When People's Bank of WA responded back letting me know that they do not share any information about investments as a matter of policy, I knew they hadn't formally promised to divest from fossil fuels. I realized I was banking with an institution that didn't support my environmental goals and may even have been actively subverting them.

It's time to put your money where your values are.

Move Your Money Somewhere Else

Now it's time for you to divest your personal savings from these fossil fuel banks. Which bank you choose to move your money to will depend on your financial needs, location, and priorities.

You will want to make sure, at a bare minimum, that the new bank you select has made a commitment to divest all money from the fossil fuel industry. This is also a great opportunity to switch to a local bank, one that supports your community, and represents your values in many areas such as fair wages and diverse representation. To find fossil free banks, look for banks that are part of the following associations and groups:

Credit Unions

Although credit unions aren't required to be fossil fuel free, lots of them are! So if you already have a local credit union in mind, reach out to them to ask about their policies. You can also use a search tool online to find your nearest credit union and then contact them.

Join the #BankBlack Movement

You should also consider moving your money to a bank that is black-owned. Historically (and currently) people of color are shut out from the financial institutions in our country and prayed upon with high-interest loans. There are only a few banks in the U.S. that are run by black individuals which is why we need to support them even more! OneUnited Bank is the largest black-owned bank in the U.S. and you can discover other options on the Blackout Coalition website!

I Chose Beneficial State Bank

After doing research on credit unions, local banks, and visiting the above websites, I decided to move my money to the Beneficial State Bank. They are part of the Global Alliance for Banking on Values and a B-Corp certified company.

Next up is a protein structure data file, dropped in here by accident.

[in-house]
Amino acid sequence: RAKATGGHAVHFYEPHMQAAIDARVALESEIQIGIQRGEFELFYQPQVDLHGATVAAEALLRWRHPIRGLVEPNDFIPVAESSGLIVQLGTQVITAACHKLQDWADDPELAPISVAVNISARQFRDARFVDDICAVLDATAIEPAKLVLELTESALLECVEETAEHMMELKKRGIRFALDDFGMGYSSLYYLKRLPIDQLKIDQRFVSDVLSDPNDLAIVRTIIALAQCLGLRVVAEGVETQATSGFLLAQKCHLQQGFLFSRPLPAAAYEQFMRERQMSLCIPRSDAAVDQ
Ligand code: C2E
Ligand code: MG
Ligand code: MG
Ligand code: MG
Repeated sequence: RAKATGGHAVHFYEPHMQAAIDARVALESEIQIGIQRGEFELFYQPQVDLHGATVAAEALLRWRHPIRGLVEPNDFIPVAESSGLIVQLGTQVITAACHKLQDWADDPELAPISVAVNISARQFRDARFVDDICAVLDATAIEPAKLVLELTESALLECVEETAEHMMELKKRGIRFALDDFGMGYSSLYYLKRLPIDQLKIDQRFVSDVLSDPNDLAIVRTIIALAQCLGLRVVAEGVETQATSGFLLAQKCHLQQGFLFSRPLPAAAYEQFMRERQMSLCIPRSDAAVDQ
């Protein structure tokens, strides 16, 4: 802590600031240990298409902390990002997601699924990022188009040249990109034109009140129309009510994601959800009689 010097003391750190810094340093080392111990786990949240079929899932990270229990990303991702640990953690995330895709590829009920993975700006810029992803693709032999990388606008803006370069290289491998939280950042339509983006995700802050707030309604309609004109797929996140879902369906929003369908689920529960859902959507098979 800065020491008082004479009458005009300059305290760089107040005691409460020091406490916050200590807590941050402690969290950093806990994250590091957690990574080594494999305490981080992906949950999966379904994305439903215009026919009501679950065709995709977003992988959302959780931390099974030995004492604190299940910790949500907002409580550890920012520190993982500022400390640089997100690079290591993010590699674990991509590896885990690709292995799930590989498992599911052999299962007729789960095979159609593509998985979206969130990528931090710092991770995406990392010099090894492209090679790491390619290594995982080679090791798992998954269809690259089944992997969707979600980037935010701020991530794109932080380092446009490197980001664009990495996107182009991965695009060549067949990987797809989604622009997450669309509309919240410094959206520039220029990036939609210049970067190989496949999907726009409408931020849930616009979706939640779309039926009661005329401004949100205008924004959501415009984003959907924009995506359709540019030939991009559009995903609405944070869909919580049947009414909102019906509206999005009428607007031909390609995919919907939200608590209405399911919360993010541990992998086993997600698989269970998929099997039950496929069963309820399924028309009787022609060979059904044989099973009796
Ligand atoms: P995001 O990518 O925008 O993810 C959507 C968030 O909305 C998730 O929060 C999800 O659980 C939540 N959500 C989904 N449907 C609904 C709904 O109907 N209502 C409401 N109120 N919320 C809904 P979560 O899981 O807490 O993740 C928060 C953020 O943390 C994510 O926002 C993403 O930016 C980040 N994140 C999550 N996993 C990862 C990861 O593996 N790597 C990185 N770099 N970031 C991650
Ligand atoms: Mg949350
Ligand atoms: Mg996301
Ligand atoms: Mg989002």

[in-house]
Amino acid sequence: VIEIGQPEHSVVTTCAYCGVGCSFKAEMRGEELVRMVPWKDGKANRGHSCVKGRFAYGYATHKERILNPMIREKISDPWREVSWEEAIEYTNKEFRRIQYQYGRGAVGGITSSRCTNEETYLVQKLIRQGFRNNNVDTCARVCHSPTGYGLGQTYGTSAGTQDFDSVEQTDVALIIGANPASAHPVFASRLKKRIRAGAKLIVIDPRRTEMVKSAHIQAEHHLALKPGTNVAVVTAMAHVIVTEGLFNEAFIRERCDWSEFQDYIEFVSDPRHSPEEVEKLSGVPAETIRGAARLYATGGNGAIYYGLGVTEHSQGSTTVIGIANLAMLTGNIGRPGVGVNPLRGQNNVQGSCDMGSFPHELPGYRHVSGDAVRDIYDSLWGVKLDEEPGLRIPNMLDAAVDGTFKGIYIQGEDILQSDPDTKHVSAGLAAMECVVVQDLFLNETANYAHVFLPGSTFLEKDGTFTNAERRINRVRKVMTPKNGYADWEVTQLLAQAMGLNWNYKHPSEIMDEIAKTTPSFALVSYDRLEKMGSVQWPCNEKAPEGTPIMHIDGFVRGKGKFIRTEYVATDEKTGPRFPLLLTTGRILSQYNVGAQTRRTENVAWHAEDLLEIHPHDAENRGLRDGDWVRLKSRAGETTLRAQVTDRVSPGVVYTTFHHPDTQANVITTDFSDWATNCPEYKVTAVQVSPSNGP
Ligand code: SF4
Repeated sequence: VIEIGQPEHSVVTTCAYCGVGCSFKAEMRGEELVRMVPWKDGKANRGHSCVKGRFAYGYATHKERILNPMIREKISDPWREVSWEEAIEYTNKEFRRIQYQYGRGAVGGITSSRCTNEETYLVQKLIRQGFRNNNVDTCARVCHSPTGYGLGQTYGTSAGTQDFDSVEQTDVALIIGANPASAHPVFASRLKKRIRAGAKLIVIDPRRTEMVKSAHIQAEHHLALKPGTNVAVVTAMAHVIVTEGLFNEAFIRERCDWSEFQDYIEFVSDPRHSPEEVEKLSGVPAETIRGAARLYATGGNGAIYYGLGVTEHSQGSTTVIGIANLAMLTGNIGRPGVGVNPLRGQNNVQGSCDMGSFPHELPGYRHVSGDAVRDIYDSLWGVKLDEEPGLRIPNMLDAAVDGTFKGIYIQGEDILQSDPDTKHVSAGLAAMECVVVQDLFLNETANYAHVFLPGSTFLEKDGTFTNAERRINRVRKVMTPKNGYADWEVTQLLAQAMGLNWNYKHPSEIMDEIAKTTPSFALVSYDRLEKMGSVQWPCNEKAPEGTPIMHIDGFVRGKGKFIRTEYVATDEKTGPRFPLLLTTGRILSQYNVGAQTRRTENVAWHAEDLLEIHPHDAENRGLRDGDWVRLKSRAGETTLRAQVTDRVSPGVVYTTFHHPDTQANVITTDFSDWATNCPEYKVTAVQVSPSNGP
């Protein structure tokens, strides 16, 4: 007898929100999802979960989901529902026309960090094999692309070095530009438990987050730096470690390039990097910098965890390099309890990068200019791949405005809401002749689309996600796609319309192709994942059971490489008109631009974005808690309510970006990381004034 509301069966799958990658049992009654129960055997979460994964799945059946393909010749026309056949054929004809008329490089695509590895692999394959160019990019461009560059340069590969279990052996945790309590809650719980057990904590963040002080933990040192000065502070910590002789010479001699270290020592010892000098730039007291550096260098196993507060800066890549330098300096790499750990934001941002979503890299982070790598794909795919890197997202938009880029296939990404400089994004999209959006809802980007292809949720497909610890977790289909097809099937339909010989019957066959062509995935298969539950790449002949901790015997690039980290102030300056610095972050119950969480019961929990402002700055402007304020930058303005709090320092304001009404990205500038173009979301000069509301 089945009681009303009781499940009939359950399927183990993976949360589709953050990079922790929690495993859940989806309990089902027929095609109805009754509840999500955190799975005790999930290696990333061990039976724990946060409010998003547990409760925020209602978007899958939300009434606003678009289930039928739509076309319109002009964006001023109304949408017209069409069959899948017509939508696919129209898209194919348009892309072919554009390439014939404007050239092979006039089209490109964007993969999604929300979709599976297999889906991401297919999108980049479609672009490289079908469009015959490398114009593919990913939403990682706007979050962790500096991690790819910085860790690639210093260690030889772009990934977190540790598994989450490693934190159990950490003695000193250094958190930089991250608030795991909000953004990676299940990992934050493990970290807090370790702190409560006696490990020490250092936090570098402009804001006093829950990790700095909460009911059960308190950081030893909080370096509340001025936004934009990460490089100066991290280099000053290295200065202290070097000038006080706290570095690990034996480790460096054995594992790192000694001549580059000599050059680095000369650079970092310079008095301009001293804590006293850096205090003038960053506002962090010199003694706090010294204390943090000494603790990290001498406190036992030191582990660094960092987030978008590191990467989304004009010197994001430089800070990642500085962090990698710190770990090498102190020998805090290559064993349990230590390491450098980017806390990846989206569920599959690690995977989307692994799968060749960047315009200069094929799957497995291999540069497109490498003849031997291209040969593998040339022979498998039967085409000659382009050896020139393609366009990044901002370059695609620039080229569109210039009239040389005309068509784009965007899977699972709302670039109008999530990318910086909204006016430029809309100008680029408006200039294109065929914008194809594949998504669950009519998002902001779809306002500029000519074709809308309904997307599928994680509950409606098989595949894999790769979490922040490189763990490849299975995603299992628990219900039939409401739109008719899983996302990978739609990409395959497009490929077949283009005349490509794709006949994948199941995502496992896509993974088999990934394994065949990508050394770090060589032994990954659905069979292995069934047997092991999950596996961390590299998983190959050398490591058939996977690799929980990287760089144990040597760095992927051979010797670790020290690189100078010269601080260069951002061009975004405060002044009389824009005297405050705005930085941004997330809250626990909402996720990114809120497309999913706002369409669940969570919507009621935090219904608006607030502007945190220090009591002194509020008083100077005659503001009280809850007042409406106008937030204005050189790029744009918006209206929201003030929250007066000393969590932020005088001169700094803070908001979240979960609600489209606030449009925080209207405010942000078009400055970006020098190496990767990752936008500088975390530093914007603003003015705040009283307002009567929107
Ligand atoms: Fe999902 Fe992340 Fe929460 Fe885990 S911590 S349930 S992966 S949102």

Additionally, they put out an impact report each year that is surprisingly transparent about all of the inner workings, even when ratings may go down. They are certified carbon neutral company that hires an independent third-party company to calculate their footprint each year. It has locations in Washington, Oregon, and California that are all green certified buildings and their location in Oakland is even solar powered! They also provide statistics on the percentage of people of color and women working in their company and on their board.

Beneficial State Bank doesn't have to be the one you choose though. As I said above, everyone's choice will vary a little depending on their financial needs. The important part is to divest your money from the fossil fuel industry - just do it! If you're interested in using an online-only bank, Aspiration was the bank that was second on my list of options.

Call Out the Banks Publicly

Once you have decided where to move your money to, open up an account and transition your deposits and payments over. Then the most important part is publicly calling out your bank at the end! Let your old banking institution know that the reason you moved your money is because of their support of the fossil fuel industry. Share the message on social media with information about the divestment movement and encourage others to do the same!